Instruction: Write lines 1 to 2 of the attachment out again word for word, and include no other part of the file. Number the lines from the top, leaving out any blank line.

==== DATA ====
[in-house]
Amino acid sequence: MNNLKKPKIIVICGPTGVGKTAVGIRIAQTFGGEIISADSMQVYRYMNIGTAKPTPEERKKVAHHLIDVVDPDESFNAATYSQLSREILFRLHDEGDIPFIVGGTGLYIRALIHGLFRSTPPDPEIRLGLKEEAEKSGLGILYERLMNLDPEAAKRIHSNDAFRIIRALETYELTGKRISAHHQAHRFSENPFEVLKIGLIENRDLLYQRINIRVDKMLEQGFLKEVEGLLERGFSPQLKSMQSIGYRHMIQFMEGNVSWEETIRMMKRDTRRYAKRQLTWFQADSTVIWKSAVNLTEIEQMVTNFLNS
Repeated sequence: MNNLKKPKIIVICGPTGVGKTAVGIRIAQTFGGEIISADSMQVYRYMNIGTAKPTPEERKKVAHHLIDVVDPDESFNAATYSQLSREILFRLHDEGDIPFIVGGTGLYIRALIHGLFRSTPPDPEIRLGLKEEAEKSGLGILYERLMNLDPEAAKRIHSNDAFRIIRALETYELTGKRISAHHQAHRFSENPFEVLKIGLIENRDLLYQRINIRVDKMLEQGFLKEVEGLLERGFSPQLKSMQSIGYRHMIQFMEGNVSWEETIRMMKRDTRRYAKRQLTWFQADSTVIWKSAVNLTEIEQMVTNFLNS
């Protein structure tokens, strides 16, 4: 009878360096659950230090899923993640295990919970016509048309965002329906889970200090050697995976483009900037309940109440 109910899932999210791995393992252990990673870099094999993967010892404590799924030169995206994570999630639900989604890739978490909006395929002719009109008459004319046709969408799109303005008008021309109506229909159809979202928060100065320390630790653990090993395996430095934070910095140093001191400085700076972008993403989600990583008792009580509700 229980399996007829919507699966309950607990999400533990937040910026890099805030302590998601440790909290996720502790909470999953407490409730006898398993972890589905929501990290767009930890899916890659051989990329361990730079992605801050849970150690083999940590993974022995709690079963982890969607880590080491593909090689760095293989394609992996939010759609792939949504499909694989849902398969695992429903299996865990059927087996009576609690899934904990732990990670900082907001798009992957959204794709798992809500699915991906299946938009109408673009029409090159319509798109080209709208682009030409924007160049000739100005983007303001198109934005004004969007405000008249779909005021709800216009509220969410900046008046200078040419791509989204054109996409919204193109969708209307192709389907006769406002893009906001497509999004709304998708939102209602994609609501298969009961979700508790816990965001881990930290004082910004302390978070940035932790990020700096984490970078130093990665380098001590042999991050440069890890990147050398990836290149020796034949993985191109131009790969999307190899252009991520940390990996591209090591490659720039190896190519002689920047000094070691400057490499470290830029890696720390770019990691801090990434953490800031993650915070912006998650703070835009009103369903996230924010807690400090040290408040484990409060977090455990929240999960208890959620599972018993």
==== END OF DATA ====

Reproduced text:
[in-house]
Amino acid sequence: MNNLKKPKIIVICGPTGVGKTAVGIRIAQTFGGEIISADSMQVYRYMNIGTAKPTPEERKKVAHHLIDVVDPDESFNAATYSQLSREILFRLHDEGDIPFIVGGTGLYIRALIHGLFRSTPPDPEIRLGLKEEAEKSGLGILYERLMNLDPEAAKRIHSNDAFRIIRALETYELTGKRISAHHQAHRFSENPFEVLKIGLIENRDLLYQRINIRVDKMLEQGFLKEVEGLLERGFSPQLKSMQSIGYRHMIQFMEGNVSWEETIRMMKRDTRRYAKRQLTWFQADSTVIWKSAVNLTEIEQMVTNFLNS